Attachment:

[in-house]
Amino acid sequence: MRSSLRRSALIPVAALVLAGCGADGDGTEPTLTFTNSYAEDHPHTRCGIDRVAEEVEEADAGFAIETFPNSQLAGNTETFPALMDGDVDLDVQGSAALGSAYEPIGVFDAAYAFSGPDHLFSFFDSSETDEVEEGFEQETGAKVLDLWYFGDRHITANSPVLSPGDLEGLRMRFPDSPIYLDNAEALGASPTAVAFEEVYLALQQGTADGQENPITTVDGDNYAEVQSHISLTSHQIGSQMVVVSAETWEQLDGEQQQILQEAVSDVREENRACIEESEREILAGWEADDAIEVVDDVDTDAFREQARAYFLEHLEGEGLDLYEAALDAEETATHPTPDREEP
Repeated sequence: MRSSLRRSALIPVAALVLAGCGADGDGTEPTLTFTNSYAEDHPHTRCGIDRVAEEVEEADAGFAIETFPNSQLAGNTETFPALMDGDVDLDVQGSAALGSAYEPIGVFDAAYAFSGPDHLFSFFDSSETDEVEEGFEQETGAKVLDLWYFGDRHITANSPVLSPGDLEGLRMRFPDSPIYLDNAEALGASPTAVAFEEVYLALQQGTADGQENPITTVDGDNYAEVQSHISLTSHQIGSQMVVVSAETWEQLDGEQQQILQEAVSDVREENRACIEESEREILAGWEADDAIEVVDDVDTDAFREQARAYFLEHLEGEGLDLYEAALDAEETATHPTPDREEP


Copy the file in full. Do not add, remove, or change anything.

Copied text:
[in-house]
Amino acid sequence: MRSSLRRSALIPVAALVLAGCGADGDGTEPTLTFTNSYAEDHPHTRCGIDRVAEEVEEADAGFAIETFPNSQLAGNTETFPALMDGDVDLDVQGSAALGSAYEPIGVFDAAYAFSGPDHLFSFFDSSETDEVEEGFEQETGAKVLDLWYFGDRHITANSPVLSPGDLEGLRMRFPDSPIYLDNAEALGASPTAVAFEEVYLALQQGTADGQENPITTVDGDNYAEVQSHISLTSHQIGSQMVVVSAETWEQLDGEQQQILQEAVSDVREENRACIEESEREILAGWEADDAIEVVDDVDTDAFREQARAYFLEHLEGEGLDLYEAALDAEETATHPTPDREEP
Repeated sequence: MRSSLRRSALIPVAALVLAGCGADGDGTEPTLTFTNSYAEDHPHTRCGIDRVAEEVEEADAGFAIETFPNSQLAGNTETFPALMDGDVDLDVQGSAALGSAYEPIGVFDAAYAFSGPDHLFSFFDSSETDEVEEGFEQETGAKVLDLWYFGDRHITANSPVLSPGDLEGLRMRFPDSPIYLDNAEALGASPTAVAFEEVYLALQQGTADGQENPITTVDGDNYAEVQSHISLTSHQIGSQMVVVSAETWEQLDGEQQQILQEAVSDVREENRACIEESEREILAGWEADDAIEVVDDVDTDAFREQARAYFLEHLEGEGLDLYEAALDAEETATHPTPDREEP